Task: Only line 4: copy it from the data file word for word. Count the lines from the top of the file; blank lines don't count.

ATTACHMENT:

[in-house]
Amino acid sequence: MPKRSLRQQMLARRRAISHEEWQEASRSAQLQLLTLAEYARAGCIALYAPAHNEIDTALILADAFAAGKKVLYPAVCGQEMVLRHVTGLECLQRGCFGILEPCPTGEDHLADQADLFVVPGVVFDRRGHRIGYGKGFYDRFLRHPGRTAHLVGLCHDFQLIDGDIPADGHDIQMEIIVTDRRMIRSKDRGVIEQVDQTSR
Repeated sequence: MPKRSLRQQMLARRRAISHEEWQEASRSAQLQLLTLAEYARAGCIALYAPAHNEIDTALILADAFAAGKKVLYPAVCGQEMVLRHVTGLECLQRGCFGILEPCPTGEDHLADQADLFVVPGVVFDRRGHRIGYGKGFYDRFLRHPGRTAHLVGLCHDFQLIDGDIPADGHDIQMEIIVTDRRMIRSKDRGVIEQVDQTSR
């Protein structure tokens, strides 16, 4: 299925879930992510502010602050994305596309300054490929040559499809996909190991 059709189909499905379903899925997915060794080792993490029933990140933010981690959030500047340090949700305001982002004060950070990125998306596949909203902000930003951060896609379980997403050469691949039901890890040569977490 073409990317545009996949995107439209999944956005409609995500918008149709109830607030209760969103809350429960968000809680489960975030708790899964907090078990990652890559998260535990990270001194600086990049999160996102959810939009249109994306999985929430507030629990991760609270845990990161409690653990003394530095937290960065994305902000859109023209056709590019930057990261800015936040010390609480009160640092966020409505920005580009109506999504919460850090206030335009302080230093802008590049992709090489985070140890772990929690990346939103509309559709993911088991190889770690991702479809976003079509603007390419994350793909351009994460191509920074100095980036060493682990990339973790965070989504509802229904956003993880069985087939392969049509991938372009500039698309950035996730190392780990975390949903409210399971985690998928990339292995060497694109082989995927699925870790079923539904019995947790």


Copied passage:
């Protein structure tokens, strides 16, 4: 299925879930992510502010602050994305596309300054490929040559499809996909190991 059709189909499905379903899925997915060794080792993490029933990140933010981690959030500047340090949700305001982002004060950070990125998306596949909203902000930003951060896609379980997403050469691949039901890890040569977490 073409990317545009996949995107439209999944956005409609995500918008149709109830607030209760969103809350429960968000809680489960975030708790899964907090078990990652890559998260535990990270001194600086990049999160996102959810939009249109994306999985929430507030629990991760609270845990990161409690653990003394530095937290960065994305902000859109023209056709590019930057990261800015936040010390609480009160640092966020409505920005580009109506999504919460850090206030335009302080230093802008590049992709090489985070140890772990929690990346939103509309559709993911088991190889770690991702479809976003079509603007390419994350793909351009994460191509920074100095980036060493682990990339973790965070989504509802229904956003993880069985087939392969049509991938372009500039698309950035996730190392780990975390949903409210399971985690998928990339292995060497694109082989995927699925870790079923539904019995947790």